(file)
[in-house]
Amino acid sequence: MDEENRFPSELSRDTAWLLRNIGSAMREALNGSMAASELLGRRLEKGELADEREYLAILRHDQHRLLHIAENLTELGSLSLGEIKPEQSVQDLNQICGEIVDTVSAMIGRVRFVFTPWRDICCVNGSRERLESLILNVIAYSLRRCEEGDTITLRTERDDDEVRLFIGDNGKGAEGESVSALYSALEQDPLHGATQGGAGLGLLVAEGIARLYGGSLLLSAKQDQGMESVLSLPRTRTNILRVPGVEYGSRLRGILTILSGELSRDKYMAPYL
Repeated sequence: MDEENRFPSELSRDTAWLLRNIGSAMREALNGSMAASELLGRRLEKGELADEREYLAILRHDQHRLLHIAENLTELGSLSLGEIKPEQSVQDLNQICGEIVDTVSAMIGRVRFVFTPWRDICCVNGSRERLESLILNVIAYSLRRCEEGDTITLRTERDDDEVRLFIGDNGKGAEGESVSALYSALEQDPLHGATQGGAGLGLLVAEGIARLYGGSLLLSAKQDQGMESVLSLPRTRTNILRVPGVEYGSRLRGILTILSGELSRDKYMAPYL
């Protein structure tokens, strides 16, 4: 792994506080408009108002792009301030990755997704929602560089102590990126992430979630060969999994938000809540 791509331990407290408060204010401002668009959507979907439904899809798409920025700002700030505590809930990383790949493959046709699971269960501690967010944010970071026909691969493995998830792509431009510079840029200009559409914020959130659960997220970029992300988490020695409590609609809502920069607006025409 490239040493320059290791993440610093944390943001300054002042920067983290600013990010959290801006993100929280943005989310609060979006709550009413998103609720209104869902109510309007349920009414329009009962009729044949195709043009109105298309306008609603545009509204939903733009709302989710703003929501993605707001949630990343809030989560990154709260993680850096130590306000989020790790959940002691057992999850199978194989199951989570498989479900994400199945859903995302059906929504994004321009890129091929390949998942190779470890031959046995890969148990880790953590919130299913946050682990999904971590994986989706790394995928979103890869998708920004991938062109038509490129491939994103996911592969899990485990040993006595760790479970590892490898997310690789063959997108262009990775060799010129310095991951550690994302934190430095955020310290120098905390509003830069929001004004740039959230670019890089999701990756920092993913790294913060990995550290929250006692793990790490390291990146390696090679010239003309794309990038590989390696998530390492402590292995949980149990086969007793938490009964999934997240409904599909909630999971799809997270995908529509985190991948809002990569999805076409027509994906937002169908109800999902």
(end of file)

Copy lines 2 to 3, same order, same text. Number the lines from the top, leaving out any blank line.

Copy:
Amino acid sequence: MDEENRFPSELSRDTAWLLRNIGSAMREALNGSMAASELLGRRLEKGELADEREYLAILRHDQHRLLHIAENLTELGSLSLGEIKPEQSVQDLNQICGEIVDTVSAMIGRVRFVFTPWRDICCVNGSRERLESLILNVIAYSLRRCEEGDTITLRTERDDDEVRLFIGDNGKGAEGESVSALYSALEQDPLHGATQGGAGLGLLVAEGIARLYGGSLLLSAKQDQGMESVLSLPRTRTNILRVPGVEYGSRLRGILTILSGELSRDKYMAPYL
Repeated sequence: MDEENRFPSELSRDTAWLLRNIGSAMREALNGSMAASELLGRRLEKGELADEREYLAILRHDQHRLLHIAENLTELGSLSLGEIKPEQSVQDLNQICGEIVDTVSAMIGRVRFVFTPWRDICCVNGSRERLESLILNVIAYSLRRCEEGDTITLRTERDDDEVRLFIGDNGKGAEGESVSALYSALEQDPLHGATQGGAGLGLLVAEGIARLYGGSLLLSAKQDQGMESVLSLPRTRTNILRVPGVEYGSRLRGILTILSGELSRDKYMAPYL